After months of anticipation and years of speculation, the stand-alone Wonder Woman film is finally here! The live-action comic book flick opens in theaters across the globe this week and, if early reviews are any indication, it was worth the wait. Critics are calling it “one of the best superhero movies of all time,” “slick, smart, and satisfying,” and “enough to give you goosebumps.”
Star Gal Gadot took up “a very serious training regimen – Kung Fu, kickboxing, swords, jiujitsu, Brazilian… one thousand and one things” and put on 20 pounds of muscle to prepare for her first appearance as Diana in last year’s Batman V Superman: Dawn of Justice. If her impressive stunt work in Wonder Woman’s first solo offering is any indication, she’s clearly kept up the good work since then – and maybe even improved upon it. But that’s not what we’re going to be focusing on in this week’s blog.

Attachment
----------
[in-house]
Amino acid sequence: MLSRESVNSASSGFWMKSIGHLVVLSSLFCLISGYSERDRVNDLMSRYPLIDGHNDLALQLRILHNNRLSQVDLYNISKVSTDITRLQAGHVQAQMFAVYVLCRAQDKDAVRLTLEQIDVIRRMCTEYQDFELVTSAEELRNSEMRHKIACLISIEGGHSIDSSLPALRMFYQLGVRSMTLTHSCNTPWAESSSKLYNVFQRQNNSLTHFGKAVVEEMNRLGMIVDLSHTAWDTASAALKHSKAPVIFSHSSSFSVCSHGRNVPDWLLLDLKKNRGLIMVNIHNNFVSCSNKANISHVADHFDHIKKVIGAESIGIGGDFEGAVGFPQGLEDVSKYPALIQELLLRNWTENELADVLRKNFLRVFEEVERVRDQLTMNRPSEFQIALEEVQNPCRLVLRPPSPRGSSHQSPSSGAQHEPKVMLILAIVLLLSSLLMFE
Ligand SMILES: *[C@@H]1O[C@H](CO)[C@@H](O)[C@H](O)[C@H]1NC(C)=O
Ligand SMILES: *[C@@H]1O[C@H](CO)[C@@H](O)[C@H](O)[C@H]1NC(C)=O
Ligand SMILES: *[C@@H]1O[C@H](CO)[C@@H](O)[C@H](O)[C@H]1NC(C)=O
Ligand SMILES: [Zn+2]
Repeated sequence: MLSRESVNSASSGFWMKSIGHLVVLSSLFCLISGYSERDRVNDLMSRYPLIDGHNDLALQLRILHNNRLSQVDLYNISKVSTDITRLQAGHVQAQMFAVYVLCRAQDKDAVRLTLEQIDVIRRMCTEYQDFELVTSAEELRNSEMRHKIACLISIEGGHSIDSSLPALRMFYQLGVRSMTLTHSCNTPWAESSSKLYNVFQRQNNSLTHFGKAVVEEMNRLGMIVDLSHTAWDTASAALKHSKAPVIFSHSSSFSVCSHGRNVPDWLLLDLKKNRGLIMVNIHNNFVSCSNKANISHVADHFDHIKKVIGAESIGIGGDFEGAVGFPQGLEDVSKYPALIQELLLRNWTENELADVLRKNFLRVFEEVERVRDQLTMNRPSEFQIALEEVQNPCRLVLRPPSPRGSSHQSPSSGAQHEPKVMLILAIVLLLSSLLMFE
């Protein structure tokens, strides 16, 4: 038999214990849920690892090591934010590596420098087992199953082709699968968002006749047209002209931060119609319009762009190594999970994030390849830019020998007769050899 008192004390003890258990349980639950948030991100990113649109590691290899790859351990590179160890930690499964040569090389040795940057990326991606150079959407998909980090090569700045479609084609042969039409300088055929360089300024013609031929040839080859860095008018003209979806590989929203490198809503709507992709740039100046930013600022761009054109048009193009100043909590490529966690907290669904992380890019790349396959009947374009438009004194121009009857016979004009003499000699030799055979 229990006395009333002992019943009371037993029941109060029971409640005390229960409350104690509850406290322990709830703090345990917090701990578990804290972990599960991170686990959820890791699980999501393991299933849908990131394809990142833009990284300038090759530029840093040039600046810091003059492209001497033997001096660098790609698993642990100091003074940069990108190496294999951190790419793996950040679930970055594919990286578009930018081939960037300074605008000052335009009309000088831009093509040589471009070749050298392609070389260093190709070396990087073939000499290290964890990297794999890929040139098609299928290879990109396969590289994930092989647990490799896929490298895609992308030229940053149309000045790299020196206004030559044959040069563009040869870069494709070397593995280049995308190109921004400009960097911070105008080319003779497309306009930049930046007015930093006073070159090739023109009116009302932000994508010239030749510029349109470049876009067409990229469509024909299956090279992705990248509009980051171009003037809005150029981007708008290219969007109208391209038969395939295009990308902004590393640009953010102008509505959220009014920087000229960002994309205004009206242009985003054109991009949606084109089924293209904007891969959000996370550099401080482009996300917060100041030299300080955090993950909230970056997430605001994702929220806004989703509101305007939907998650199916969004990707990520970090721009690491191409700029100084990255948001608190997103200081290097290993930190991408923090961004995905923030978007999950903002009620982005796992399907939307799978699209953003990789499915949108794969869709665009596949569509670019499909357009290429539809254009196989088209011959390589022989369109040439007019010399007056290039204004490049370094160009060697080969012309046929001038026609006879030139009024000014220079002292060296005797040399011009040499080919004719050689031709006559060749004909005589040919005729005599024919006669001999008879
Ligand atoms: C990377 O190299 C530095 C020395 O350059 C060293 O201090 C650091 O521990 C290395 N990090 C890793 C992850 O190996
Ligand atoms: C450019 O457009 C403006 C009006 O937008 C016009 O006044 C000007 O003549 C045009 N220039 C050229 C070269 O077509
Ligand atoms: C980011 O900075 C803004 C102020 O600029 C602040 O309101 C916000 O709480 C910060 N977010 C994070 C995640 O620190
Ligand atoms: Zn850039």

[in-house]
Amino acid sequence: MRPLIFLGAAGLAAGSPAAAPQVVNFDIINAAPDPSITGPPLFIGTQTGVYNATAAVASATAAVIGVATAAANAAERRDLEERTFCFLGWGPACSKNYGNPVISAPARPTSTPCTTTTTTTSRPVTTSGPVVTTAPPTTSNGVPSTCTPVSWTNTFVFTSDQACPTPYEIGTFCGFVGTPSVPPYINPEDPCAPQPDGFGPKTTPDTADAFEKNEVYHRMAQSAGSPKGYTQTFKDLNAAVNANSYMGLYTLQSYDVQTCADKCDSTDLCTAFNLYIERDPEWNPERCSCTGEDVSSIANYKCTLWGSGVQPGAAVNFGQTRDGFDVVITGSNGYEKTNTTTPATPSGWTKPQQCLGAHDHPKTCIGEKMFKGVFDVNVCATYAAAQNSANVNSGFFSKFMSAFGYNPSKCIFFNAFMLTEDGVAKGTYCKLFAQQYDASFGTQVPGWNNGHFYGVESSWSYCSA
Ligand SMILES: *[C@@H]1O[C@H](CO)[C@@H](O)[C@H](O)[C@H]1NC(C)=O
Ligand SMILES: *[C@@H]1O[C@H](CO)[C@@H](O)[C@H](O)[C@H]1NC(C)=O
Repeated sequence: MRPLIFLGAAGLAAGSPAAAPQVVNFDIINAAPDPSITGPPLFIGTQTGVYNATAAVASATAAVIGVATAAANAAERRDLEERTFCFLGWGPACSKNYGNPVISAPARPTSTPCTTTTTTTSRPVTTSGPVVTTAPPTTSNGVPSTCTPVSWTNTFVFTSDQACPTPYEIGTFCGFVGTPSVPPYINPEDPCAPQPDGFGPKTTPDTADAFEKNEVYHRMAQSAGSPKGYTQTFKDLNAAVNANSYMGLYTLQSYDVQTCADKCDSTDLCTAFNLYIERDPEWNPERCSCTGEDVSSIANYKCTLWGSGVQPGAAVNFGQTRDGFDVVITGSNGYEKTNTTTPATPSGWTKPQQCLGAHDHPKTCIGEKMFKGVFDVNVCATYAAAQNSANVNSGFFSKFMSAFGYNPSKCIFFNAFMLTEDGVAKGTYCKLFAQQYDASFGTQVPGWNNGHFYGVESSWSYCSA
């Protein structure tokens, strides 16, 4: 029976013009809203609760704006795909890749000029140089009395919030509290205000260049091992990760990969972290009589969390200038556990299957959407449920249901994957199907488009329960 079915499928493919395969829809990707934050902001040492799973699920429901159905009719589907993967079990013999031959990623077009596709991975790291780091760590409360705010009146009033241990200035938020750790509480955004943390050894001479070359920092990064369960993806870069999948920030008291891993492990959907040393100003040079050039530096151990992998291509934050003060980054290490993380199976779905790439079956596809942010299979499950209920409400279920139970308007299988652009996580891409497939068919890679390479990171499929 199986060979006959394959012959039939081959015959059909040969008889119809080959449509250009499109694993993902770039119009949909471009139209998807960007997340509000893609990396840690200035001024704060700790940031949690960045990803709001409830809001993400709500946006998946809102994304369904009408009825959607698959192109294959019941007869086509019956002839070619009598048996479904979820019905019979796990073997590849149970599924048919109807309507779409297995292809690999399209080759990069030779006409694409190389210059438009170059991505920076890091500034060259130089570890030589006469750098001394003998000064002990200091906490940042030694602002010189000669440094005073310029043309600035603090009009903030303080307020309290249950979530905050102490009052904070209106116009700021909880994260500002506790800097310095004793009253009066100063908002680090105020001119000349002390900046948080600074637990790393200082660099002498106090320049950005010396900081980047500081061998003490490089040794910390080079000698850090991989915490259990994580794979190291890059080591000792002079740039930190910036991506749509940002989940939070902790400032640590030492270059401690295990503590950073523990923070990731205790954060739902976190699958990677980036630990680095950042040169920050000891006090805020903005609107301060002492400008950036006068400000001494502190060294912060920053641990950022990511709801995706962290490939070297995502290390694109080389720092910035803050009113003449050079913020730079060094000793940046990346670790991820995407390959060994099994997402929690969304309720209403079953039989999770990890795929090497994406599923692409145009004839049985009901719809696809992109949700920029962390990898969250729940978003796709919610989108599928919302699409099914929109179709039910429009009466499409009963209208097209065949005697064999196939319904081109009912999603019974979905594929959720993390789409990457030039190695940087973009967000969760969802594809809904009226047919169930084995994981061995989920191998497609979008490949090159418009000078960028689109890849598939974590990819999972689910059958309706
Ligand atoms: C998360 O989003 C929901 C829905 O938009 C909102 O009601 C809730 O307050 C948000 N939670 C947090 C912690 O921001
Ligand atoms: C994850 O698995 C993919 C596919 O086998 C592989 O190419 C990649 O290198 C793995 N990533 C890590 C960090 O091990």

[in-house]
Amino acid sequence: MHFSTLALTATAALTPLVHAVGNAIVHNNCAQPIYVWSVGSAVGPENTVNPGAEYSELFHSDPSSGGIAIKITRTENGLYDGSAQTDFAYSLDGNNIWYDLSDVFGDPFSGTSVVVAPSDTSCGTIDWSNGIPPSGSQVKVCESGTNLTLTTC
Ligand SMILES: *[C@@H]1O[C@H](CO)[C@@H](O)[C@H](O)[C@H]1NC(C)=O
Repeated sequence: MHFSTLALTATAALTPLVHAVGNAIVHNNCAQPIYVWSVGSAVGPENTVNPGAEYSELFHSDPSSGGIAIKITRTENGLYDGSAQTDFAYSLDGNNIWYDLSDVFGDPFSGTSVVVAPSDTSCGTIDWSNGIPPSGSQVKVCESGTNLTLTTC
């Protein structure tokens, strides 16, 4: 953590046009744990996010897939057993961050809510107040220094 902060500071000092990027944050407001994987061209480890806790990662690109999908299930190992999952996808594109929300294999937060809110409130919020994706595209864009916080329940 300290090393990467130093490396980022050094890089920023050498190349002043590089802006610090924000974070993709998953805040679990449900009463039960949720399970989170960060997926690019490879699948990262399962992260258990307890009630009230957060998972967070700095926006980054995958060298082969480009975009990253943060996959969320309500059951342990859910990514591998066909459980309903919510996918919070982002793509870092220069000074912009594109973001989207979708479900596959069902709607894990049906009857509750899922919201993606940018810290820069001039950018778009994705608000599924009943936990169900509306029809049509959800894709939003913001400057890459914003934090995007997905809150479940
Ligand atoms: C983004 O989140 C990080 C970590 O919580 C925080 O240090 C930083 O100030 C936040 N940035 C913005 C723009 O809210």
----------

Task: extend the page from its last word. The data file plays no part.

With girl power spirits running so high, we wanted to take this time to celebrate some real-life action heroes. While women have participated in martial arts for almost as long as combat has existed, our society’s growing acceptance and celebration of butt-kicking women has exponentially increased the number of women participating – and succeeding – in training and competition. And those increasing numbers are especially great, given that we know just how beneficial participation in martial arts can be and how much future generations of girls can benefit from it!
With that in mind, let’s dedicate this blog to a look at some of our favorite wonder women in martial arts.
What list of amazing wonder woman martial artists would be complete without a nod to our own AWMA-sponsored athletes and all of the incredible work they do? Whether Emma Teo is bringing her karate skills to films like Logan, or Destiny Vergara is pursuing her dream of becoming a part of the U.S. karate team for the Tokyo Olympics, our multiple-time world and national champions are an inspiration to women and girls everywhere!
Here’s Emma in action:
And here’s Destiny in action: